It has now been scientifically proven that wearing multiple styles of running shoes can significantly cut your risk of injury. While not an injury prevention strategy itself, it is worth taking every advantage you can and placing all of the research and odds in your favor.
Researchers in a recent study conducted in Luxembourg gathered information on training volume, injury rate, cross-training, shoe usage and other variables from 264 adult recreational runners. During the 5 month study, 87 of 264 runners experienced one or more running injuries that were attributable to their running.
Of the 264 runners, 116 trained in only one style and pair of shoes exclusively and completed 91% of their mileage in the same shoe.
The other 148 were trained in more than one pair and style of running shoe during their training. Runners in this group tended to have a main shoe that they completed 58% of their running in, but they rotated among an average of 3.6 pairs of shoes for their training during the study.
The result was the group that rotated more than one pair of shoes and style of shoes reduced their risk of running related injury by 39%.
3. Build Strength
Having some of your training being conducted in a more minimalist type shoe will engage more of your muscles than a full stability or even light stability shoe. This is a great way to fully maximize the benefits of strength training exercises and shorter hard workouts.
4. Get the Benefits of Minimalist Shoes Without Going “All In”
Too many runners try to fully transition to minimalist running shoes and forgo their trusted daily trainers altogether. It doesn’t have to be an all or nothing proposition to get the benefits you desire and we have discussed.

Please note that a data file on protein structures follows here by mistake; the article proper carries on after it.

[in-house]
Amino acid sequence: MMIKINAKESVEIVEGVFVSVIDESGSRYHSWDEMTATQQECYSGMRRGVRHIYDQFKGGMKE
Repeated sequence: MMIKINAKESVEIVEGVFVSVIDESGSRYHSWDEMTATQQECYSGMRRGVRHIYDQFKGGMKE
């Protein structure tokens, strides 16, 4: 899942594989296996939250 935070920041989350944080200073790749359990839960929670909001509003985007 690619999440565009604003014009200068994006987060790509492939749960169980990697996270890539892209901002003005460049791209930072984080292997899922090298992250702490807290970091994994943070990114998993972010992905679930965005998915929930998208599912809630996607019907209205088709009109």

By rotating in different styles of shoes you can better experiment and find what works for you while not risking injury by making an abrupt switch. You can also continue training with this hybrid approach as an acceptable compromise between shoes with more stability should you require them and those with less.
Implementing This Strategy In Your Training
In making any change to your running shoes, it is always best to make very gradual changes. Following the principle of not doing too much too soon will allow your body to be able to adapt.
The first step towards incorporating more shoes into your rotation is to purchase a second pair of your primary trainers that you are comfortable in. This will give you the benefits of the second pair of shoes mentioned above. If it has been some time since your shoes were replaced it is best to buy both pairs new at the same time just as you would with car tires.
The second step is to gradually experiment and introduce other styles of shoes into your training. If you primarily train in stability or motion control shoes start very slowly as your body needs a lot of time to adapt to less supportive shoes.
Begin with running just a few miles once or twice a week on easy or recovery runs and then increase the distance very slowly from there over many weeks. At the same time, incorporating minimalist running and running specific lower leg/foot strength exercises can be very helpful.
Adding minimalist shoes can be a very lengthy process taking up to 6 months or more. In fact, many runners will only reach a certain point in which they can run in these types of shoes whether that be a certain distance or time and not be able to advance further. This is ok and normal.
It will be normal to have increased soreness after runs in a new style of shoe that you are not accustomed to over the first few runs. Don’t mistake this as pain or injury unless the signs of injury are present during your run. Changing your shoes truly does engage different muscles.
Eventually, find the best rotation in your training that works for you. Most runners will likely find that a more supportive shoe will be their main choice for long runs and about half of their efforts, while a more minimalist type shoe will be their choice for easy recovery runs and potentially short harder workouts.
Remember to be brand agnostic when shopping for shoes and find what works best for you!
This article originally appeared on Runner Academy. Republished with permission.